Students shout 'save jallikattu, ban PETA' slogans at Marina Beach in Chennai, Tamil Nadu. Photograph: (AFP)
India's PM Modi earlier said he was all for overturning the Jallikattu ban but cannot do much as the matter is sub judice
Head of India's southern state of Tamil Nadu met Prime Minister Narendra Modi at his residence in Delhi today to press for an ordinance on Jallikattu. The chief minister while briefing reporters said the Prime Minister respects the sentiments of the people of Tamil Nadu.
"I have asked the Prime Minister for an ordinance to be passed on Jallikattu," he said, adding the central government has assured support to the Tamil Nadu government. The chief minister also said AIADMK leader Sasikala has also written to Prime Minister Modi on the matter.
The Prime Minister's Office in a statement said while appreciating the cultural significance of Jallikattu, Prime Minister Modi observed that the matter is presently sub-judice in court. Meanwhile, protesters have blocked highways in Chennai, according to media reports.
Jallikattu is a centuries-old sport that is played across Tamil Nadu, but was banned by India's highest court last year after animal advocacy group PETA said the sport of bull-taming is cruel as the animals are drugged and are then subdued by young men with their bare hands.
The restriction on playing Jallikattu, which is considered to be an intrinsic part of the region's cultural identity, sparked statewide demonstrations in the run-up to Pongal (January 14), a harvest festival during which the sport is played.
The Supreme Court has refused to hear a plea which sought that India's highest court should hear the matter on the Jalikattu row pertaining to public protest at Marina beach. The Supreme Court asked the petitioner to approach the Madras High Court, India's news agency ANI reported, even as Tamil Nadu chief minister Panneerselvam met PM Modi in Delhi today to push for an ordinance on the bull-taming sport.
Tamil Nadu chief minister O Panneerselvam arrives in PM Modi's residence at 7, Race Course Road to apprise the Indian prime minister of the "sentiments and aspirations" of the people and push for an ordinance on the bull-taming sport .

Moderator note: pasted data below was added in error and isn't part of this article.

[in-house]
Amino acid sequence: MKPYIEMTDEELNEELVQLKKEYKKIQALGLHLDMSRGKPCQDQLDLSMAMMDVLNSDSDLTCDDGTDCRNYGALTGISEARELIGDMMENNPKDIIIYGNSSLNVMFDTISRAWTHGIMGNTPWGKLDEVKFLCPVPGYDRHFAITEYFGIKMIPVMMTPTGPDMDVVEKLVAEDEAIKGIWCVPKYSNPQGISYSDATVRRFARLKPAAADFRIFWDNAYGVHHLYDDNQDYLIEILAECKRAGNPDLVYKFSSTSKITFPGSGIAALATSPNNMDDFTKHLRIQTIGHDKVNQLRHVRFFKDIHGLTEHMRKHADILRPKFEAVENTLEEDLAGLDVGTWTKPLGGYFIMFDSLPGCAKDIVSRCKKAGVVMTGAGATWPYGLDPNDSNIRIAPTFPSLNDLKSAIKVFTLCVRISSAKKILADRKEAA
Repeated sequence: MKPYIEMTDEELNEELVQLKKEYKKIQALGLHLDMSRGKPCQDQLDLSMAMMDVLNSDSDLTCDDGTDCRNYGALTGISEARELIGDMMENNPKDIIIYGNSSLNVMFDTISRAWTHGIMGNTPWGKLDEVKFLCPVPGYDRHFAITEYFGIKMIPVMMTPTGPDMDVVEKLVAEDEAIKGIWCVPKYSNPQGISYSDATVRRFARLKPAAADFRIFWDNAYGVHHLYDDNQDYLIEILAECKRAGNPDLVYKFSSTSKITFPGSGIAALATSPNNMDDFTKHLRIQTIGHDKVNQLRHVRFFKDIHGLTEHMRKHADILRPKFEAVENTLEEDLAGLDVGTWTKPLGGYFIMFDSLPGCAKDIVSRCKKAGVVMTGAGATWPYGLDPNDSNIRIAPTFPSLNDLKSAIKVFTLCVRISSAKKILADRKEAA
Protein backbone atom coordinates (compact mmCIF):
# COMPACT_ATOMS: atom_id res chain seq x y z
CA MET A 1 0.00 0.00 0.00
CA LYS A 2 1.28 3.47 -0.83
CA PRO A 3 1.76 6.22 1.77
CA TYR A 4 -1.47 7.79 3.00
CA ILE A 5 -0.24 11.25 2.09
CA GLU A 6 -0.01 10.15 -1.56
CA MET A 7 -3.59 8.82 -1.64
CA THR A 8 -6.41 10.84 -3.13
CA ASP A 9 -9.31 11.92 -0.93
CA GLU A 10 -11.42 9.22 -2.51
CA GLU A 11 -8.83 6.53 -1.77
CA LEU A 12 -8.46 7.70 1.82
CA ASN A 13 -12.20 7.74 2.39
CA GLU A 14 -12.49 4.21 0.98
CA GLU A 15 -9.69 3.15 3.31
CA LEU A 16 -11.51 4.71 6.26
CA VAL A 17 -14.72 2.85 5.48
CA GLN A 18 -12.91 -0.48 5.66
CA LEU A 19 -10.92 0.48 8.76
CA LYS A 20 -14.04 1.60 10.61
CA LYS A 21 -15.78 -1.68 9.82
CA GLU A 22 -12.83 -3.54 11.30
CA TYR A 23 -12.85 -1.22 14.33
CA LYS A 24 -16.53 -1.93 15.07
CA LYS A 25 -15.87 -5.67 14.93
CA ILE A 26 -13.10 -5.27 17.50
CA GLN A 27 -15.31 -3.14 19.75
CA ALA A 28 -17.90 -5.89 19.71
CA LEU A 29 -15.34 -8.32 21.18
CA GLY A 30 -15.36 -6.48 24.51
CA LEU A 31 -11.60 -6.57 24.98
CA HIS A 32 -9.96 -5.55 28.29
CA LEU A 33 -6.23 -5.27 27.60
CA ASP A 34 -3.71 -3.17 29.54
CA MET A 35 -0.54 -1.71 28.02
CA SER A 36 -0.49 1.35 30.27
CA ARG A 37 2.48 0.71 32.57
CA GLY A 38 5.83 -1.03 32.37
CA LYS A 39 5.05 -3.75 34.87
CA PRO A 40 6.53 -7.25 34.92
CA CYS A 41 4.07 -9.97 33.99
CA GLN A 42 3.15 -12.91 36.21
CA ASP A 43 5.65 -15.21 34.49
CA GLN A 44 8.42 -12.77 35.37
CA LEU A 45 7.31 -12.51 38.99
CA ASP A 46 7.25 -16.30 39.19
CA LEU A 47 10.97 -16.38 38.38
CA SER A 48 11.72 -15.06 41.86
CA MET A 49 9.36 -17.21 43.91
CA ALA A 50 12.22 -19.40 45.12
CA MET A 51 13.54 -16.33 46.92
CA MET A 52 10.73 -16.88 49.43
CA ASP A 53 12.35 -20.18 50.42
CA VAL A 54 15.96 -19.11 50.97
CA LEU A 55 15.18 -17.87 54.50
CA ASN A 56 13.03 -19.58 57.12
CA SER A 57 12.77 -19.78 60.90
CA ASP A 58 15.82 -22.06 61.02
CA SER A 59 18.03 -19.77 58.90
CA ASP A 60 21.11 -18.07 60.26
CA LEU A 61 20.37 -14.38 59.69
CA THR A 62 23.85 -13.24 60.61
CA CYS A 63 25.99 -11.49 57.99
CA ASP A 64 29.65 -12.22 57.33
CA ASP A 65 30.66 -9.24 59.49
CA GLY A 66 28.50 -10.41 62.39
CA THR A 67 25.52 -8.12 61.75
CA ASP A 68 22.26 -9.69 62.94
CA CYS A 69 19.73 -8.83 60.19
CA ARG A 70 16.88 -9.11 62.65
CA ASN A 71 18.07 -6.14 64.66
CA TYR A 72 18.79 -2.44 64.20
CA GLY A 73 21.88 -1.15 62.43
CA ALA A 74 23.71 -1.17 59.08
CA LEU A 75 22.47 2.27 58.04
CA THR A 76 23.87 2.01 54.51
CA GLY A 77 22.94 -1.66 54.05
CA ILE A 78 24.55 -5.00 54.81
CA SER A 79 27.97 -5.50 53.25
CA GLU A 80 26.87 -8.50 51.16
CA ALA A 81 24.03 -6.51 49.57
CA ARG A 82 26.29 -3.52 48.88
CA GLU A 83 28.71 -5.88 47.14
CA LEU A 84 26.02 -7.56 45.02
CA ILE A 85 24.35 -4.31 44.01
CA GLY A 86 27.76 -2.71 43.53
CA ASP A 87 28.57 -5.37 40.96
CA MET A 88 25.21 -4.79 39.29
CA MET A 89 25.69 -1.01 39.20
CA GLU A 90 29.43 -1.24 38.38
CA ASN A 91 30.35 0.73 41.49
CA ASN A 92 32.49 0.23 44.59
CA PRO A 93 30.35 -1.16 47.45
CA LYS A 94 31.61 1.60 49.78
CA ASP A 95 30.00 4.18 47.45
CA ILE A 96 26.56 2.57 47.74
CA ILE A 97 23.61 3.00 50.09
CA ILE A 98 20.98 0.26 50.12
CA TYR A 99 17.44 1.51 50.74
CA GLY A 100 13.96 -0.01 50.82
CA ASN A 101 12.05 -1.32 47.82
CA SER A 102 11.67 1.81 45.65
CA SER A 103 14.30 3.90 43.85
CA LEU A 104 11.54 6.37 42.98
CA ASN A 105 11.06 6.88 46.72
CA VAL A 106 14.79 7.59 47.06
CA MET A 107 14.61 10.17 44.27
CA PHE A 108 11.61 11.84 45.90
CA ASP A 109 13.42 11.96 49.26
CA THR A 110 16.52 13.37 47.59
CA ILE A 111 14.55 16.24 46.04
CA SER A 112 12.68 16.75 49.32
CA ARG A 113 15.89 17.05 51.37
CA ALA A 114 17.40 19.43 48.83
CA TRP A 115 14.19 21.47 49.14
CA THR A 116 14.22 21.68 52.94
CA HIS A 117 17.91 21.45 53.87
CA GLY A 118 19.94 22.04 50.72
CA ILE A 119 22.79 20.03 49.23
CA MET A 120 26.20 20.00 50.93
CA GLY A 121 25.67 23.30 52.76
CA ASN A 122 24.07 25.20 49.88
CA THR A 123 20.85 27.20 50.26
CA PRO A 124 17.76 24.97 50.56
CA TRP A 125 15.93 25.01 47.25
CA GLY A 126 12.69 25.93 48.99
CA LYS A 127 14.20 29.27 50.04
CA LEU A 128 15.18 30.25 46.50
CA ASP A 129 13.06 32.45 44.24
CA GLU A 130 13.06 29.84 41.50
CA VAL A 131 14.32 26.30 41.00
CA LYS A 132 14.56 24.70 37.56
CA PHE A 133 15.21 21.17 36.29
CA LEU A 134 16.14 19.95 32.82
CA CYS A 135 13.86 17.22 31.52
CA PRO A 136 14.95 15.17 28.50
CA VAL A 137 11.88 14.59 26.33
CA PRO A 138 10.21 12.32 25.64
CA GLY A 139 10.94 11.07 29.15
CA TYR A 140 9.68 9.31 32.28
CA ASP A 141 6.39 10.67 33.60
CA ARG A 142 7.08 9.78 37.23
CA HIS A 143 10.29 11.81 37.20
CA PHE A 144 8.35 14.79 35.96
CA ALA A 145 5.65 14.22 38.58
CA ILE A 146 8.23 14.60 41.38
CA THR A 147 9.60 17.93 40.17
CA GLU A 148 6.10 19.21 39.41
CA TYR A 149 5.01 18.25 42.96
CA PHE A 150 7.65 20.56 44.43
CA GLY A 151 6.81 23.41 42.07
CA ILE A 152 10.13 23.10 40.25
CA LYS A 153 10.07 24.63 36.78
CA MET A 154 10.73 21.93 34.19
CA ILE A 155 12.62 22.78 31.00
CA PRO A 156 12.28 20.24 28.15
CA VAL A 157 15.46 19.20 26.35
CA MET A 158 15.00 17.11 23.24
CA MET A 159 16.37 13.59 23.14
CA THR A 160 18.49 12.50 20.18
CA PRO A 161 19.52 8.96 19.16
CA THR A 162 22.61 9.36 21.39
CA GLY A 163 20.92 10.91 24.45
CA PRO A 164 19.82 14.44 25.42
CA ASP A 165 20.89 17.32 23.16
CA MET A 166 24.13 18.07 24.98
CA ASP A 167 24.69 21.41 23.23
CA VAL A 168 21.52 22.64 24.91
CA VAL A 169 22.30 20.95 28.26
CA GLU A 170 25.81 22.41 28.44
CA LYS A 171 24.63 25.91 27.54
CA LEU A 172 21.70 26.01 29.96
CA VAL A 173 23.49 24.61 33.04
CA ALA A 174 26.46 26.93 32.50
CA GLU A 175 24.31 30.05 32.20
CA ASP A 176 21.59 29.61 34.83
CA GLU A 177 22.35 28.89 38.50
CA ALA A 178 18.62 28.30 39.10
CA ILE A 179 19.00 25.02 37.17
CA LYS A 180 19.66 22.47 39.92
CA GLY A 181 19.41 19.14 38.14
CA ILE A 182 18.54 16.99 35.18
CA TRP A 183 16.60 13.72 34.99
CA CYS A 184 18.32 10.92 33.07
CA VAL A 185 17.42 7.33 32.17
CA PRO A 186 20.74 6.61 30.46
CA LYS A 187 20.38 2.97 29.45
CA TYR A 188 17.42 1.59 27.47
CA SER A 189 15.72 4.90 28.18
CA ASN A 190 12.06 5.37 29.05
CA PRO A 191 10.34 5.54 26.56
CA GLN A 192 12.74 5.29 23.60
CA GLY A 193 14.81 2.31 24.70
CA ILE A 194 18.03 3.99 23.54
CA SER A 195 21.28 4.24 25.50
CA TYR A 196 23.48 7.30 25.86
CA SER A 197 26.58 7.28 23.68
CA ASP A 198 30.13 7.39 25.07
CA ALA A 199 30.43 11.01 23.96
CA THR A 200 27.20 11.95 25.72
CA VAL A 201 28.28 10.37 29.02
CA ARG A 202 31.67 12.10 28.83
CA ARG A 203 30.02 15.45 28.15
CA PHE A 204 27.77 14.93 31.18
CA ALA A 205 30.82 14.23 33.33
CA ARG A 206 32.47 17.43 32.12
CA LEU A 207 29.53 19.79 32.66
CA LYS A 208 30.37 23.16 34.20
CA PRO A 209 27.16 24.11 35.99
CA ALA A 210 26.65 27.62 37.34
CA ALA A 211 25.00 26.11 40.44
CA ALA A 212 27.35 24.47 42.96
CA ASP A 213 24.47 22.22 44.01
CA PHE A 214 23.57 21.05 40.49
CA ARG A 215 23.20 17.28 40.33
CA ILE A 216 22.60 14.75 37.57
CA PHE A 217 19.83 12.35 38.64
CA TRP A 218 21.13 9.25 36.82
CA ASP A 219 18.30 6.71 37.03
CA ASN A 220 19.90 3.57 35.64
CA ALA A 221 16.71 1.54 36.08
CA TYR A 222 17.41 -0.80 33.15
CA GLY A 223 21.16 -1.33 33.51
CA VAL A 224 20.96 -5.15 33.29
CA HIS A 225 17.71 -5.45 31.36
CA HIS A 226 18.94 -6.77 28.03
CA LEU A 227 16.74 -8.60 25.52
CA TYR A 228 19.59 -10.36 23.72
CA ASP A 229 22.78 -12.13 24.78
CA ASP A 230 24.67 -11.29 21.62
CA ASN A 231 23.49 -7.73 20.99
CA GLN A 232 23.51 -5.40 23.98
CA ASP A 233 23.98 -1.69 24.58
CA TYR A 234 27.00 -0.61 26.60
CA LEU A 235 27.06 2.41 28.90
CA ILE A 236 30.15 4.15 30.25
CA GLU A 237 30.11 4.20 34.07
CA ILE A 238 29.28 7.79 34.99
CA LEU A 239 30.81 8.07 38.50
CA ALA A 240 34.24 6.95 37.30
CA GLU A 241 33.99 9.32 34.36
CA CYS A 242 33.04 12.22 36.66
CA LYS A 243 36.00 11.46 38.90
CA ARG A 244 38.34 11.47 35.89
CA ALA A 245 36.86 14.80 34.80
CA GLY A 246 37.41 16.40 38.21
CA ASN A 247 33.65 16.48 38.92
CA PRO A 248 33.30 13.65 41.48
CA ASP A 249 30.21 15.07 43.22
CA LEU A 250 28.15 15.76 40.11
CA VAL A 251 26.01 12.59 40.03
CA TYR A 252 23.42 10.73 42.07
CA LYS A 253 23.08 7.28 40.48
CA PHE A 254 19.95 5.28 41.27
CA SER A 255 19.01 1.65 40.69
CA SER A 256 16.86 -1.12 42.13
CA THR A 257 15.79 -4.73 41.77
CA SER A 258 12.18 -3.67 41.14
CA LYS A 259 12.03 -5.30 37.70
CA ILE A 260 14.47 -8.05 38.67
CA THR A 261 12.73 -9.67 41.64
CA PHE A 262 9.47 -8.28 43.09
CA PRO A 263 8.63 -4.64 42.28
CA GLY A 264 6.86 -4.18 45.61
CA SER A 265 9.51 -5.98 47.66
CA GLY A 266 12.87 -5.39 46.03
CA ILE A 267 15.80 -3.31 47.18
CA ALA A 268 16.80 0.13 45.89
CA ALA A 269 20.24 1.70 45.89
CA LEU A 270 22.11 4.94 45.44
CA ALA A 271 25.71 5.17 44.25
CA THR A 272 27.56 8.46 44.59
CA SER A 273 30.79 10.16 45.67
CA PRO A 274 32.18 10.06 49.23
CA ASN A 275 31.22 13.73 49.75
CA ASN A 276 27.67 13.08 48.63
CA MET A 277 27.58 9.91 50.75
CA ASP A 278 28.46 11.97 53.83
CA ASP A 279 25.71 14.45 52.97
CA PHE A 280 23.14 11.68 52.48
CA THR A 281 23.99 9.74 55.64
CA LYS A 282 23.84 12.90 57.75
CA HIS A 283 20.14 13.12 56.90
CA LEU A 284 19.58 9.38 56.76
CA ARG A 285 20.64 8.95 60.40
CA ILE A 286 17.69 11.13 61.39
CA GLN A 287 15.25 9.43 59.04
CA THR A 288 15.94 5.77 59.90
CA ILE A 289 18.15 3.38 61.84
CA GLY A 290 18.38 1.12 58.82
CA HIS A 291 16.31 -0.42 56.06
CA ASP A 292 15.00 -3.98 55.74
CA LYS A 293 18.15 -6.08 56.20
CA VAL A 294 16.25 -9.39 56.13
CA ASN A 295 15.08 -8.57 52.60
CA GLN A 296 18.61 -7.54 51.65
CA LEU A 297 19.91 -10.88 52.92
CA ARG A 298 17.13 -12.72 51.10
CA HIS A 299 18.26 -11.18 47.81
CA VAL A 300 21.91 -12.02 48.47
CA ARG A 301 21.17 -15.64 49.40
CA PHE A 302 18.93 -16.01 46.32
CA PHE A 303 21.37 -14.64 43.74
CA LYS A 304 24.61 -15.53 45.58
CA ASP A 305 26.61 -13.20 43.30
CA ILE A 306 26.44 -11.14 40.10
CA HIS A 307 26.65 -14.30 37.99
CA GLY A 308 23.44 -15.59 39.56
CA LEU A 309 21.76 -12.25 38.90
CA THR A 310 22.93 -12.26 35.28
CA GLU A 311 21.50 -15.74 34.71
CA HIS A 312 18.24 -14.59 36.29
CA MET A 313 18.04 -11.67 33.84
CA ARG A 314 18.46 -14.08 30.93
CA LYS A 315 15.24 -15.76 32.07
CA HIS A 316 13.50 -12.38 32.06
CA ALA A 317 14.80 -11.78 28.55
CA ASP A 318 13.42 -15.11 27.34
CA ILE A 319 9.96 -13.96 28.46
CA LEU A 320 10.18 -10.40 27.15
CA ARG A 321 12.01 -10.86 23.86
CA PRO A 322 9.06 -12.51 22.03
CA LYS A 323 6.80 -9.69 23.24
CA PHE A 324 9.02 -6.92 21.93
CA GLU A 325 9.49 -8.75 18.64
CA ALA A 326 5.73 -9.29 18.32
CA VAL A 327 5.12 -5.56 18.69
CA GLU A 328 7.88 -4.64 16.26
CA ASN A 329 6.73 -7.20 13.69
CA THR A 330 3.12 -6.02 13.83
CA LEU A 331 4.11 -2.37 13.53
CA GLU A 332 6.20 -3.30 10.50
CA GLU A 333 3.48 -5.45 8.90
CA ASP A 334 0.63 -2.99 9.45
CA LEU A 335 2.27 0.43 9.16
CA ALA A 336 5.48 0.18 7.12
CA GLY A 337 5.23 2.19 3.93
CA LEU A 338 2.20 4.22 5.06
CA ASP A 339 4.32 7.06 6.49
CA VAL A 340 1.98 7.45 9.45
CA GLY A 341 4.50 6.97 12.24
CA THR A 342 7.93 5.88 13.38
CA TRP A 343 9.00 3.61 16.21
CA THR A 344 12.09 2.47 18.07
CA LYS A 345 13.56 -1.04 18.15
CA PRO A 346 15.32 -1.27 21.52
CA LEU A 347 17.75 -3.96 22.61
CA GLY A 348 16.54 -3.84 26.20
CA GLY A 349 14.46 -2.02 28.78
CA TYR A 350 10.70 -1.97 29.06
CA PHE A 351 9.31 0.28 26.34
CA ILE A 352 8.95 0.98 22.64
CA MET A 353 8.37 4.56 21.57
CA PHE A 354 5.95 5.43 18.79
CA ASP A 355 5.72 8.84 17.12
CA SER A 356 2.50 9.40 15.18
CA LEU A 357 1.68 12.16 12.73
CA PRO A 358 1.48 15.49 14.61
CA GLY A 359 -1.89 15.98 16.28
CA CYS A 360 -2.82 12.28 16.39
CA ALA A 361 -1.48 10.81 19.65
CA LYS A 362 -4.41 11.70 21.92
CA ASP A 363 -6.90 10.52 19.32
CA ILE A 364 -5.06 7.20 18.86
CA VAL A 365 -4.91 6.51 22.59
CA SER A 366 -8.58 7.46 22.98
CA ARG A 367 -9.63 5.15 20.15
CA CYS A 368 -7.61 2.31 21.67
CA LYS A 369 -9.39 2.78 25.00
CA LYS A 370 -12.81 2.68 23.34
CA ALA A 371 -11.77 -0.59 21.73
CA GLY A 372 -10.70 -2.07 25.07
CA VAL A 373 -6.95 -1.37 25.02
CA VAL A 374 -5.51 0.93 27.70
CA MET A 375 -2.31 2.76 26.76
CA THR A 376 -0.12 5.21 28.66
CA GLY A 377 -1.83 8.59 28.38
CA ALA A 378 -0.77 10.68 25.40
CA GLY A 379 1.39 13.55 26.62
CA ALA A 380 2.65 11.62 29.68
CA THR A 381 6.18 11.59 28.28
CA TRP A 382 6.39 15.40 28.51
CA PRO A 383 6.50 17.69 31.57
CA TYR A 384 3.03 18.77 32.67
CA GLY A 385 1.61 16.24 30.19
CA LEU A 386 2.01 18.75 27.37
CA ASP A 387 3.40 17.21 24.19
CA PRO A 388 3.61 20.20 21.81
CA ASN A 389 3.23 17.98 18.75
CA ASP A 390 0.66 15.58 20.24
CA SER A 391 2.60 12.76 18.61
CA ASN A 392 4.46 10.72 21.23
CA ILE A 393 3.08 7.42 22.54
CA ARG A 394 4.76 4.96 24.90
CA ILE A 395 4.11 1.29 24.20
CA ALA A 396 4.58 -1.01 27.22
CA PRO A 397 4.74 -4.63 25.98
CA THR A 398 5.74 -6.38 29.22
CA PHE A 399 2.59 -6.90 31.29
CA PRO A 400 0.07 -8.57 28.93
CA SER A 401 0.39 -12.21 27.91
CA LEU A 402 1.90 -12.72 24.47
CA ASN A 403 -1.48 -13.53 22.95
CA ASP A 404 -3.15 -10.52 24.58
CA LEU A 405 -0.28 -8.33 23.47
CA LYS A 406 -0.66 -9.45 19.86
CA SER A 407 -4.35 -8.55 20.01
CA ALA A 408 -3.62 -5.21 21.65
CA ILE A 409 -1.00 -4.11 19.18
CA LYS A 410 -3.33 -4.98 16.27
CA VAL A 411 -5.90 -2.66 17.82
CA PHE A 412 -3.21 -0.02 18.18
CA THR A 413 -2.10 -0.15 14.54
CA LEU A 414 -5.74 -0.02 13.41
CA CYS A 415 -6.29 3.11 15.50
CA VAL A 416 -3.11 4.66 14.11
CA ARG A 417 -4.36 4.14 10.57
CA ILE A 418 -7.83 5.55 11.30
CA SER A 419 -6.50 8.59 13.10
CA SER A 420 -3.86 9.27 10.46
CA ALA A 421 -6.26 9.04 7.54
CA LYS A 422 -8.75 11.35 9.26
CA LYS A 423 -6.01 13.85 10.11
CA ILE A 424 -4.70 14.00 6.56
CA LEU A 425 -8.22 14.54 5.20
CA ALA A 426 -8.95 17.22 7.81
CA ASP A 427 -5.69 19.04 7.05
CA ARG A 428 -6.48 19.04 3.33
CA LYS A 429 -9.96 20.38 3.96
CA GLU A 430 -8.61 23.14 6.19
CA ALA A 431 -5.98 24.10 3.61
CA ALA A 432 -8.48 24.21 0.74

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Police beat protesters in Alanganallur in Madurai district of Tamil Nadu.
People throng Chennai's Marina beach in support of Jalikattu. (Source: ANI)
Tamils protest outside Jantar Mantar in Delhi.
Pro-Jallikattu student protests continue overnight in Marina beach, Chennai.
Schools and colleges in Tamil Nadu to remain shut, according to local media reports.
The statewide protests against the Jallikattu ban have received support from several quarters, including the country's de facto leading opposition party.
Support pours in from all quarters
Congress leader RS Surjewala said his party "respects" the culture and wants the government to "protect" the rich traditions of the sport.
Renowned musician AR Rahman also backed the protests, tweeting: "I'm fasting tomorrow to support the spirit of Tamilnadu (sic)."
Five-time World Chess Champion Vishwanathan Anand extended his support to holding the bull taming sport, saying it was a cultural symbol.
"#jallikattu is a cultural symbol. Respect it. Im all for animal rights but here that is not the point. tradition & livelihood are (sic)," the chess legend wrote in his official micro-blogging site Twitter.
Movie stars had voiced their support with the agitators on Thursday (January 18).
Popular movie star Vijay sent a video message, condemning the arrests of those detained on Monday night and "bowing down (in respect) to each and every one of them (agitators)" for trying to "protect" Jallikattu, which is "every Tamilian's identity". Tamil actor Vishal wrote to PM Narendra Modi, seeking an ordinance facilitating the conduct of jallikattu.
Suriya, another popular cinestar in India's southern state of Tamil Nadu -- where the protest is being staged, excoriated PETA for its protracted campaign against Jallikattu.
The actors' body, the South Indian Artistes' Association, has announced a hunger strike on January 20.
(WION with inputs from agencies)